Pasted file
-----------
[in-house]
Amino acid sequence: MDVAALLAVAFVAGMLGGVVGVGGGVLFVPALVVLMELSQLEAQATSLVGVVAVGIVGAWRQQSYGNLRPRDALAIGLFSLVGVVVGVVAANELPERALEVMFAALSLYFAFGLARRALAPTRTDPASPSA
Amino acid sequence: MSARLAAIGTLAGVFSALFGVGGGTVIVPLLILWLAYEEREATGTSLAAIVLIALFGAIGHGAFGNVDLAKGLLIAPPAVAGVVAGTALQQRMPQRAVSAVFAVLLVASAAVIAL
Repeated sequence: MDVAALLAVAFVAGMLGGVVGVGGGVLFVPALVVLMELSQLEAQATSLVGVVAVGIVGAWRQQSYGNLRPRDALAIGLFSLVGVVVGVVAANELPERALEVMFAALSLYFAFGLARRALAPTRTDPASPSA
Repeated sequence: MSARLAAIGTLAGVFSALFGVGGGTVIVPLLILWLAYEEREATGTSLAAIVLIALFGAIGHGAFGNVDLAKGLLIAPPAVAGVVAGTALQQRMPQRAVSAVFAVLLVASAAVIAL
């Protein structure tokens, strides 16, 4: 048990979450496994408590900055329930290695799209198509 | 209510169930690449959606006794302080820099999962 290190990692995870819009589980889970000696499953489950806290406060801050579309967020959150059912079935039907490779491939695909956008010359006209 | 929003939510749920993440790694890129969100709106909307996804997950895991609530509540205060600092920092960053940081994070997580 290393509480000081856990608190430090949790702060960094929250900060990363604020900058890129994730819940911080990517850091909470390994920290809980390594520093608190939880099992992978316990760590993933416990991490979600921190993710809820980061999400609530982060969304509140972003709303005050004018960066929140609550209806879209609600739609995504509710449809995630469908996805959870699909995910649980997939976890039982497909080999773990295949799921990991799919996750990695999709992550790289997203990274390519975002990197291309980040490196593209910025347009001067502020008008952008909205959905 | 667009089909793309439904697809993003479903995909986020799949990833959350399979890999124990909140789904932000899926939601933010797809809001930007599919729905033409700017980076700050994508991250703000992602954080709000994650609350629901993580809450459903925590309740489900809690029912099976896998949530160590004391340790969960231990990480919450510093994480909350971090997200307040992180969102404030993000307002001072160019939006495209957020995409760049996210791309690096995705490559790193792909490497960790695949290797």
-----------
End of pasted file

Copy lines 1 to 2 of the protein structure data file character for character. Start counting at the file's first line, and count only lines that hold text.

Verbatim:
[in-house]
Amino acid sequence: MDVAALLAVAFVAGMLGGVVGVGGGVLFVPALVVLMELSQLEAQATSLVGVVAVGIVGAWRQQSYGNLRPRDALAIGLFSLVGVVVGVVAANELPERALEVMFAALSLYFAFGLARRALAPTRTDPASPSA